“Much of the challenges young people in foster care have are related to behavioral issues, and instead of recognizing issues of trauma, we are over-diagnosing them with mental illness,” Bryan Samuels, Commissioner of the U.S. Administration on Children, Youth and Families, said during a Senate subcommittee hearing on the use of psychotropic drugs in foster care held last year. “These children are expressing symptoms because of stuff that happened to them. If we can make those separations, we can reduce the use of psychotropics and target medications to the children who would benefit the most.”

The problem in Massachusetts

Of the five states studied by the GAO, Massachusetts was noted to have the highest percentage of foster children on psychotropic drugs. Almost 40 percent of kids in state care were prescribed these medications, compared to 10 percent of children outside of the child welfare system, according to the report.

Children’s Rights is currently waging a legal campaign to make the Massachusetts foster care system safer for kids. As part of our fight, we secured an independent expert report, written by Dr. Christopher Bellonci, professor of Child and Adolescent Psychiatry at Tufts University School of Medicine, examining the administration of these powerful drugs to children in the state’s care.

“The report shows that Massachusetts fails to meet the minimum standards of care for foster children with mental health needs,” said Marcia Robinson Lowry, executive director of Children’s Rights. “The state lacks an oversight system and qualified staff to ensure children are safely and appropriately administered medication.”

According to Dr. Bellonci’s report: caseworkers are charged with providing consent for children’s prescriptions, but do not get adequate training to do this in an informed way; Massachusetts lacks a system to raise and monitor “red flags” signifying risk of harm, such as kids taking multiple medications at the same time; and the state has no simple means of determining what medication a child is taking on any given day.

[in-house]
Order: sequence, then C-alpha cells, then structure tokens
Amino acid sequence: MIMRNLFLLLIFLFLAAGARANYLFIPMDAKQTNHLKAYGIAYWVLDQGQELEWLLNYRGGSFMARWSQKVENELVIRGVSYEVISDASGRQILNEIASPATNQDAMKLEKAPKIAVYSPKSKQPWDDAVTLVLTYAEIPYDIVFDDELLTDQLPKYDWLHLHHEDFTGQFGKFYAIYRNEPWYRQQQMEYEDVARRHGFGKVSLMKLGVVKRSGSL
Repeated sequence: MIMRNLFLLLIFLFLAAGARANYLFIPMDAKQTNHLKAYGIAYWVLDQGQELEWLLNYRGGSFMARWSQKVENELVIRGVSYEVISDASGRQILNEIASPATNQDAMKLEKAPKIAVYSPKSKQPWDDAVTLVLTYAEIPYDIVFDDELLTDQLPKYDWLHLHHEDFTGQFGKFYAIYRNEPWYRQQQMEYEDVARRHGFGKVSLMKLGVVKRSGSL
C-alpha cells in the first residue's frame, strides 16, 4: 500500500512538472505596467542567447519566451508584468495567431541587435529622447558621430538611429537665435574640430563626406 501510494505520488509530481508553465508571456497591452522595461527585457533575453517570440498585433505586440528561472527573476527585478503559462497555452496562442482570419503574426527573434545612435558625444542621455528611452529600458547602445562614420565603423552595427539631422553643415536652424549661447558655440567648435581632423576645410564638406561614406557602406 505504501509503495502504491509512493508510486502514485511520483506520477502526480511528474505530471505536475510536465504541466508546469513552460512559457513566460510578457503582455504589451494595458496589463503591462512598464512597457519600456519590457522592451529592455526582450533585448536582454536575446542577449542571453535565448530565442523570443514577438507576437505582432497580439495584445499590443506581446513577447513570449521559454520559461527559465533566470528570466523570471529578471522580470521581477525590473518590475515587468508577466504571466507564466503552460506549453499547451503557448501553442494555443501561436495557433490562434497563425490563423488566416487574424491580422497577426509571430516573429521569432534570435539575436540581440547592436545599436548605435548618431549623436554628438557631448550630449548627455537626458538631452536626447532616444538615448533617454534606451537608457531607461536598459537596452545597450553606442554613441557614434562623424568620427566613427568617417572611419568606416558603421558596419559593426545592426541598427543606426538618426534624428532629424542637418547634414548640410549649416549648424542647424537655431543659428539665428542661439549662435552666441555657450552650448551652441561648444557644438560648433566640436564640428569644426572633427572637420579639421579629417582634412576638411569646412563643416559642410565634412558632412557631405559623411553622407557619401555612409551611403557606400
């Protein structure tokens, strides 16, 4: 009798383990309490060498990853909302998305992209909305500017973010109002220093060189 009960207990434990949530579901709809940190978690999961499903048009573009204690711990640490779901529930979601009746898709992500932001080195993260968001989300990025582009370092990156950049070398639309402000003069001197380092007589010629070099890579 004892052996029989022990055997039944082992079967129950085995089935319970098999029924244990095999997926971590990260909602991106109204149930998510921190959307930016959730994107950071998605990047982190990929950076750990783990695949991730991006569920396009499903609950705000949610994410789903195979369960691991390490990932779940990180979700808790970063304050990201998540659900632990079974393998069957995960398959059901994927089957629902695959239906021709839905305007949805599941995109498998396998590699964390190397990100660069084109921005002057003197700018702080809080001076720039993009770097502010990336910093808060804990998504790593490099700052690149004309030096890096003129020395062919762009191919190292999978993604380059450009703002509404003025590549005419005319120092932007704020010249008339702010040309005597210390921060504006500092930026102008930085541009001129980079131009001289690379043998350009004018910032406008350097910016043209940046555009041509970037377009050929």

“If a parent could not tell what medication they were administering to their child it would be considered neglect by the very state agency for whom this is a daily occurrence,” Dr. Bellonci wrote in his report.

Improving mental health care for kids

Children’s Rights agrees with experts that in some cases psychotropic medications can be warranted in combination with mental health services — but child welfare systems have the responsibility to provide rigorous oversight to ensure kids in their care are given the safest and most appropriate treatment for their conditions.

“Someone has to watch out for these kids, and in the worst of cases it takes class action lawsuits to force systems to improve their practices and policies to ultimately give foster children the care and protection they need and deserve,” said Lowry, executive director of Children’s Rights. “We will continue to fight for kids to get the mental health treatment they need to help them overcome the trauma they’ve endured.”

THE RESULTS: CR Advocacy Leads to Psychotropic Safeguards

The roadmaps for sweeping foster care reform that Children’s Rights negotiated in New Jersey, Michigan and Tennessee prohibit child welfare officials from using psychotropic medications as a method of discipline or control for any child.

Children’s Rights also ensured that these states are required by force of law to hire medical directors — a position that didn’t previously exist — to monitor the usage of psychotropic drugs in foster care.